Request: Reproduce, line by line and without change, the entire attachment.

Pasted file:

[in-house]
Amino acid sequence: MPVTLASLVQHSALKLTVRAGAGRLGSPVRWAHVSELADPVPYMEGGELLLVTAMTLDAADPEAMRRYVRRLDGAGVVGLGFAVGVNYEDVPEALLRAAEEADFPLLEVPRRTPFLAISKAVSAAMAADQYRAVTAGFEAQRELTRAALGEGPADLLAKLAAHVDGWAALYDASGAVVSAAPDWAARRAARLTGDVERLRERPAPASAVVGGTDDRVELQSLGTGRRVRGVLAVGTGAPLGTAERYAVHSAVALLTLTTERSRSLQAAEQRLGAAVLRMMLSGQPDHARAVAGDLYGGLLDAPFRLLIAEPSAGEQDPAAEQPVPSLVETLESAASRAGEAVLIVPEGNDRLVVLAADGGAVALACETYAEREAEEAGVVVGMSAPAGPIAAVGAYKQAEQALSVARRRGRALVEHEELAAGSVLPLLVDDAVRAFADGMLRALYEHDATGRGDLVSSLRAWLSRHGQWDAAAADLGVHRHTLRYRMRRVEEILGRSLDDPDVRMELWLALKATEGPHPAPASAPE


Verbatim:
[in-house]
Amino acid sequence: MPVTLASLVQHSALKLTVRAGAGRLGSPVRWAHVSELADPVPYMEGGELLLVTAMTLDAADPEAMRRYVRRLDGAGVVGLGFAVGVNYEDVPEALLRAAEEADFPLLEVPRRTPFLAISKAVSAAMAADQYRAVTAGFEAQRELTRAALGEGPADLLAKLAAHVDGWAALYDASGAVVSAAPDWAARRAARLTGDVERLRERPAPASAVVGGTDDRVELQSLGTGRRVRGVLAVGTGAPLGTAERYAVHSAVALLTLTTERSRSLQAAEQRLGAAVLRMMLSGQPDHARAVAGDLYGGLLDAPFRLLIAEPSAGEQDPAAEQPVPSLVETLESAASRAGEAVLIVPEGNDRLVVLAADGGAVALACETYAEREAEEAGVVVGMSAPAGPIAAVGAYKQAEQALSVARRRGRALVEHEELAAGSVLPLLVDDAVRAFADGMLRALYEHDATGRGDLVSSLRAWLSRHGQWDAAAADLGVHRHTLRYRMRRVEEILGRSLDDPDVRMELWLALKATEGPHPAPASAPE